U.S. consumer product goods sales growth accelerated to 3.1% last year — the strongest growth since 2012, and a significant gain over 2014’s 2.3% rate, according to the fourth annual CPG industry report from The Boston Consulting Group and IRI.
Small and midsize companies again stole share from large ones in
2015, but at a slightly lower rate: 0.5 points ($2.7 billion) versus 0.7 points ($4.5 billion) in 2014. Since 2011, these companies have grabbed a cumulative 2.7 share points, worth $18 billion.
Small ($100 million to $1 billion in IRI-measured retail sales) and midsize ($1 billion to $5 billion) companies accounted for 46.4% of the total $670 billion in U.S. CPG sales last year.
The small/midsize growth was driven largely by these companies’ ability to gain wider distribution for their products, according to IRI data. Of course, some of these companies have powerful partners or investors. Fairlife is distributed by The Coca-Cola Company, for instance.
Smaller companies are also boosting sales through online retailers and social media promotion, whereas substantial growth in large CPG companies still tends to be driven by higher product sales in existing retail channels.
Top 10 Small, Midsize and Large Growth Leaders
The CPG study examines more than 400 public and private CPG companies with annual U.S. retail sales of more than $100 million, ranks them based on consumer sales in measured channels (a composite growth index that combines dollar sales, volume sales and dollar market share performance), and analyzes trends driving performance.
Last year’s fastest-growing small CPG companies were Quest Nutrition, Teva Pharmaceuticals, Fairlife, Bai, Idahoan Foods, CCF Brands, Promotion in Motion, KIND, All Market (Vita Coco) and Fifth Generation (Tito’s Handmade Vodka), Kiss Products, Palermo Villa, Ready Pac Foods, Advanced Fresh Concepts, and Daisy Brand.
The top midsize growth performers were GlaxoSmithKline, Hostess Brands, Starbucks, Eggland’s Best, Sterilite, Red Bull, Constellation Brands, Gruma, Land O’Lakes, Monster Energy, Sargento Foods, Johnsonville Sausage, Pfizer, WH Group, and WhiteWave Foods.
The fastest-growing large CPG companies (more than $5 billion in retail sales) were Reynolds American (which has acquired Lorillard), Unilever, Altria, Mars, Dr Pepper, Snapple, Coca-Cola, PepsiCo, Johnson & Johnson, Mondelez International and Proctor & Gamble.
Snack, tobacco, beverage and food companies with leading shares
in the convenience store channel — including Altria, PepsiCo, Red Bull, Mars and Constellation Brands — benefitted from a sales surge in that channel last year, thanks to lower gas prices
and lower unemployment. The convenience channel’s 6.9% growth significantly outpaced all other channels’ 3% growth. As a result, while C stores accounted for 18.7% of all measured-channel
sales, they contributed 39.6% in terms of growth.
Food CPG Drivers: Healthful, High-Protein, Convenient
Healthful or “mindful” snacks and meals, along with high-protein offerings, were dominant growth drivers across CPG food and beverage makers of all sizes.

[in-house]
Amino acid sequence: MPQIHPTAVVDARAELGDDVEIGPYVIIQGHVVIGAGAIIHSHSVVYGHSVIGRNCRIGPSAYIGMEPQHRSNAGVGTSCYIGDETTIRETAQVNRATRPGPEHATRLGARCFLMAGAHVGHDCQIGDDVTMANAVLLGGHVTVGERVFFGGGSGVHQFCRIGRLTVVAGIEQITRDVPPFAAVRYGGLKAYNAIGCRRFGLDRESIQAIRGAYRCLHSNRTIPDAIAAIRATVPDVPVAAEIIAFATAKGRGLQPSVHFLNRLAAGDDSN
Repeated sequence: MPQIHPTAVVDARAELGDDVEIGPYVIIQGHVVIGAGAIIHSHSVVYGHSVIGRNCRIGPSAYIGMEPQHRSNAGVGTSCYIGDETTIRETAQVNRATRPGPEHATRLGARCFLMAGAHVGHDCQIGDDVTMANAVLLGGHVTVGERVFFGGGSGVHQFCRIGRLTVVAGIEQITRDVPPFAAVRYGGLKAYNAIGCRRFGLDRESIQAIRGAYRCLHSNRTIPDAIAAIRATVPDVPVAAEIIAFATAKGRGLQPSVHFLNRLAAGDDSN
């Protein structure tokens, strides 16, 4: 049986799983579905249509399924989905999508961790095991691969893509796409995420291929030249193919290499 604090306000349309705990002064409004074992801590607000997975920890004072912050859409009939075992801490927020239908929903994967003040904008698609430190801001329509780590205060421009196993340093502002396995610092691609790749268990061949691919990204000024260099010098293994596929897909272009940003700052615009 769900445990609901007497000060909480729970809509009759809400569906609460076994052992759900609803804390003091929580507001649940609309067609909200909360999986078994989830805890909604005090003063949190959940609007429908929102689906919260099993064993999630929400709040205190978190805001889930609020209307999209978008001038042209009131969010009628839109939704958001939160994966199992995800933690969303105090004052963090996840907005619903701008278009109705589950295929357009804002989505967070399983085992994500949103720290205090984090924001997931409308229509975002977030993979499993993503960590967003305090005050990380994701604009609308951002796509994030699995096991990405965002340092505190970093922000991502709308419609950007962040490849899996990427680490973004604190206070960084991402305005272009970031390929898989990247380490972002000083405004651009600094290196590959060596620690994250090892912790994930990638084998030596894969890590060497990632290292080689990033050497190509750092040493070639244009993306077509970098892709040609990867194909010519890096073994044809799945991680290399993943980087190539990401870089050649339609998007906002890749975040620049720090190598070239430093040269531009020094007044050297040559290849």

Companies growing through healthful products include Bai (low-calorie antioxidant fruit drinks infused with the outer layer of coffee berries), Vita Coco (coconut beverages and oil), Ready Pac Foods (on-the-go salads), KIND (whole-grain bars and clusters) and Sargento (seeing particular growth with its Balanced Breaks fruit, nut and cheese snacks).
Companies cashing in on high protein offerings include Quest Nutrition (protein bars, powder, chips and shakes), Fairlife (ultra-filtered, high-protein milk), WhiteWave Foods (Horizon organic dairy and Silk plant-based beverages) and Vega foods and beverages containing plant-based protein).
Another continuing, dominant trend is the demand for convenient foods and beverages. That resulted in big growth for many ready-to-eat products in individuals portions, including snacks, fruit and portable prepared meals.
While most of the fastest-growing large companies also offer healthy foods and beverages, “indulgent” products still drive much of their growth, point out the analysts.
Mars, for instance, saw strong sales growth in M&M’s chocolate, Juicy Fruit gum and Dove chocolate and ice cream last year, and Ben & Jerry’s and Breyers were major growth drivers for Unilever.
Carbonated soft drinks still account for dominant sales shares (if not growth trends) for Coca-Cola, PepsiCo and Dr Pepper Snapple, and the Corona and Modelo beer brands are driving Constellation Brands’ growth.
Also note that Hostess Brands, Red Bull and Johnsonville Sausage are among the fastest-growing midsize company.
Outside of the food/beverages and tobacco sectors, the top-growth companies are dominated by pharmaceutical manufacturers. The high performers are succeeding largely by bringing prescription drugs to the over-the-counter market, according to the analysis. For example, Pfizer and GlaxoSmithKline began marketing nonprescription Nexium and Flonase, respectively, and Teva Pharmaceuticals introduced an OTC contraception product.